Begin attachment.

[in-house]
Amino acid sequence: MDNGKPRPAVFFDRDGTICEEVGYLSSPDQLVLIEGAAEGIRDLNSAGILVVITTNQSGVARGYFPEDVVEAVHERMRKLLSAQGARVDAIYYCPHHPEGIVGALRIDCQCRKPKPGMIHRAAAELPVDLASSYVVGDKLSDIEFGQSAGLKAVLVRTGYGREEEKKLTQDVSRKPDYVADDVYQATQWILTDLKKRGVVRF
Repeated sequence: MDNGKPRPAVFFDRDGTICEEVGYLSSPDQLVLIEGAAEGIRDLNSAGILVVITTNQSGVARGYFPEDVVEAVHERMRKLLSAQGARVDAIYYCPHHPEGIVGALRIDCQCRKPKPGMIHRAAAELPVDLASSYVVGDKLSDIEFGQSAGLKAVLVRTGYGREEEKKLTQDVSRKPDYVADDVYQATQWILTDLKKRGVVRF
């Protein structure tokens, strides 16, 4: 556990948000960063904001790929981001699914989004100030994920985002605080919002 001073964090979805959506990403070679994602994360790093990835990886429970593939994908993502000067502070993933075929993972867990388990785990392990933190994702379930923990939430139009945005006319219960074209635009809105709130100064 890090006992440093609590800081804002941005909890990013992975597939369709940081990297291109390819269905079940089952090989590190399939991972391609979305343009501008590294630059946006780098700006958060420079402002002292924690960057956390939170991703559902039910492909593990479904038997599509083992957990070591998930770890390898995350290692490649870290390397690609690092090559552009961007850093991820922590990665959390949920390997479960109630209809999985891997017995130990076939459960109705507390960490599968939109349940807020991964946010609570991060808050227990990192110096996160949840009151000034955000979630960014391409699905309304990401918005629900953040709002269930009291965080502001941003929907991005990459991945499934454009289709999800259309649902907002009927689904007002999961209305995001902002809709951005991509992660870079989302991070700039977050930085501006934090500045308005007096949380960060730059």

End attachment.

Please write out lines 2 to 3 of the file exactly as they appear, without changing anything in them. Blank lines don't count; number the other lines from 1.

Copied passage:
Amino acid sequence: MDNGKPRPAVFFDRDGTICEEVGYLSSPDQLVLIEGAAEGIRDLNSAGILVVITTNQSGVARGYFPEDVVEAVHERMRKLLSAQGARVDAIYYCPHHPEGIVGALRIDCQCRKPKPGMIHRAAAELPVDLASSYVVGDKLSDIEFGQSAGLKAVLVRTGYGREEEKKLTQDVSRKPDYVADDVYQATQWILTDLKKRGVVRF
Repeated sequence: MDNGKPRPAVFFDRDGTICEEVGYLSSPDQLVLIEGAAEGIRDLNSAGILVVITTNQSGVARGYFPEDVVEAVHERMRKLLSAQGARVDAIYYCPHHPEGIVGALRIDCQCRKPKPGMIHRAAAELPVDLASSYVVGDKLSDIEFGQSAGLKAVLVRTGYGREEEKKLTQDVSRKPDYVADDVYQATQWILTDLKKRGVVRF